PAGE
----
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Microsoft makes OneDrive more useful

Good news if you store very (very) large files in the cloud: Microsoft (MSFT) is finally in the process of lifting file-size limits from its OneDrive service. That means you can upload files of virtually any size.

With cloud storage increasingly common, the price per megabyte (MB) has been in freefall. Google (GOOG) recently dropped its price for Google Drive by about half. You can now get 100 gigabytes (GB) of storage for $1.99/month (down from $5/month) and 1 terabyte (TB) for $9.99/month, a hefty drop from $50/month.

Dropbox matched Google's pricing, with a 1-TB plan for $10/month as well. Microsoft, in turn, has aggressively priced its OneDrive for Business plan, with 1 TB currently selling for a scant $2.50/month. And if you're an Office 365 user, you get that terabyte for "free," included with a license to Office.

All of that space is of little use, though, if a cloud service imposes file-size limitations that keep you from working with large files. This was a common problem among early cloud users as arbitrarily small caps were more of a rule than an exception.

When OneDrive debuted (called SkyDrive at the time), for example, Microsoft gave away a generous 25 GB of storage space to free accounts, but simultaneously imposed claustrophobic file size limits, probably to deter users from using the service to store or stream music and video files.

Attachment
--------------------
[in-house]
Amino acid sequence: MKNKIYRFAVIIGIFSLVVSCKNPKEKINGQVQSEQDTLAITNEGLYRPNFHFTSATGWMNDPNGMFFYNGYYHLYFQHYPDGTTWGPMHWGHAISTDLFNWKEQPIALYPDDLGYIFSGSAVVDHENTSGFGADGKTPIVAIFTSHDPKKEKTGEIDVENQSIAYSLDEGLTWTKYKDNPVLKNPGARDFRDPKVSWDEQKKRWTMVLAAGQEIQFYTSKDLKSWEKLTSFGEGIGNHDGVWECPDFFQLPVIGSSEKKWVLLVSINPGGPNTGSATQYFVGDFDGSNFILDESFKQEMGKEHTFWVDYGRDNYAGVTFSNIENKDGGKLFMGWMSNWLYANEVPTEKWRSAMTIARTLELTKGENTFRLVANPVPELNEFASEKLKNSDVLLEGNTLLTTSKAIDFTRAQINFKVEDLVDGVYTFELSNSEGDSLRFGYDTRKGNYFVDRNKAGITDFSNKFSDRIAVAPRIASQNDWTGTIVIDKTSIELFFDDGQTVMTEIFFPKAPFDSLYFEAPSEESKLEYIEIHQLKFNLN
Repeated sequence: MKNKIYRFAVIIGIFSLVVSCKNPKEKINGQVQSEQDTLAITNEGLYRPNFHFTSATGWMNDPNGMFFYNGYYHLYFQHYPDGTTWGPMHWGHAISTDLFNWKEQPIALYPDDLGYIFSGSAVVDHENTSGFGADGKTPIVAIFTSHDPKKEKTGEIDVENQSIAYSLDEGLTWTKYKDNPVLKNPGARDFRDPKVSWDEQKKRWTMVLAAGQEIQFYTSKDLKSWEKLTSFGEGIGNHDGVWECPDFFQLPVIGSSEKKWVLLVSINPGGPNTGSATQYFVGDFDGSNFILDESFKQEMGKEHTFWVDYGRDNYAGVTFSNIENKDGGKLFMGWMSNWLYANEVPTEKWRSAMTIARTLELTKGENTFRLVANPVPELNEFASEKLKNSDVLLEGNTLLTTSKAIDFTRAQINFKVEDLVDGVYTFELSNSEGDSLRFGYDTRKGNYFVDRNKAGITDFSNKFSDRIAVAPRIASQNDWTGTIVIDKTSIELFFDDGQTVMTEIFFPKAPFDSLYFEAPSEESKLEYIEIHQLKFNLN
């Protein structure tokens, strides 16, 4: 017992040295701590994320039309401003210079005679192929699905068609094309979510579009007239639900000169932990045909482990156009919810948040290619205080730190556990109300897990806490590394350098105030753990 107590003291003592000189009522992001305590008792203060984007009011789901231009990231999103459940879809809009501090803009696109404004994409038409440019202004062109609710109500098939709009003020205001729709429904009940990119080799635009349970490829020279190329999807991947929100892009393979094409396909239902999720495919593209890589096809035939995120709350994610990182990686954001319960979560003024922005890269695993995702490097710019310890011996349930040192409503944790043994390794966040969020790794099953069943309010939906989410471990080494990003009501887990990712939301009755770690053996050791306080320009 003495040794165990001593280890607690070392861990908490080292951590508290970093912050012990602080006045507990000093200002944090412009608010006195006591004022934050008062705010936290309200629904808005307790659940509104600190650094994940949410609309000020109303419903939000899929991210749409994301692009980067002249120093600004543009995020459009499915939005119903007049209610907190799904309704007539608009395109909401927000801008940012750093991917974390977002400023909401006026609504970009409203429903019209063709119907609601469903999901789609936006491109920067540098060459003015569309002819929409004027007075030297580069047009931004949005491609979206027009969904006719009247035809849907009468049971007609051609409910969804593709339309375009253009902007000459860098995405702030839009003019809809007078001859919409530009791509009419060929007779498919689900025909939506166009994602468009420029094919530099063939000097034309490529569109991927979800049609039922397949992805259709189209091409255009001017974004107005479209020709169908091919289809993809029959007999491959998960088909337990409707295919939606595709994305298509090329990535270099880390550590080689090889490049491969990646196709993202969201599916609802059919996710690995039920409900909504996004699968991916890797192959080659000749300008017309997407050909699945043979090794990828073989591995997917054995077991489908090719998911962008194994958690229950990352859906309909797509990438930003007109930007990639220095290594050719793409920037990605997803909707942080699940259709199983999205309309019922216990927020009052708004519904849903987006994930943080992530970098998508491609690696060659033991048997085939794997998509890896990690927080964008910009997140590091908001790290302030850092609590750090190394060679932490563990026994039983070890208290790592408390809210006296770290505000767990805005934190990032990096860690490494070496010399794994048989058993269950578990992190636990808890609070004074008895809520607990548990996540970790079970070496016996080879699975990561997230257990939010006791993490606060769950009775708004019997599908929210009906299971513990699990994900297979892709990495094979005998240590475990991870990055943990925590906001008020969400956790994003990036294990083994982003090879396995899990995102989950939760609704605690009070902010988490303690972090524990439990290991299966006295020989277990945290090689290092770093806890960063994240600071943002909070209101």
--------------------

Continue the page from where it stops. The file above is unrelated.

Finally, that limitation is gone. Microsoft told The Next Web it was slowly rolling out the update, though not all customers will have the ability to upload large files right away. (Microsoft says a post about the change is forthcoming on the OneDrive blog, but it hasn't appeared yet.)

The change puts OneDrive in the class of cloud storage services that offer a lot of storage for free with essentially no file-size cap to get in the way. Along with OneDrive, Google has no practical file-size limit (according to Google's online help, you have to keep files under 5 TB). Likewise, there's no file-size limit at all for Dropbox files that are uploaded via desktop or mobile applications, but the Web interface tops out uploads at 10 GB.

In comparison, some other popular cloud services still have traditional limitations. Cubby limits you to the same 2-GB cap that Microsoft just abandoned. But Box is one of the most restrictive, topping out at a scant 250 MB for free accounts. It then steps up to 2 GB and 5 GB, depending upon the type of subscription.

Photo courtesy of Microsoft.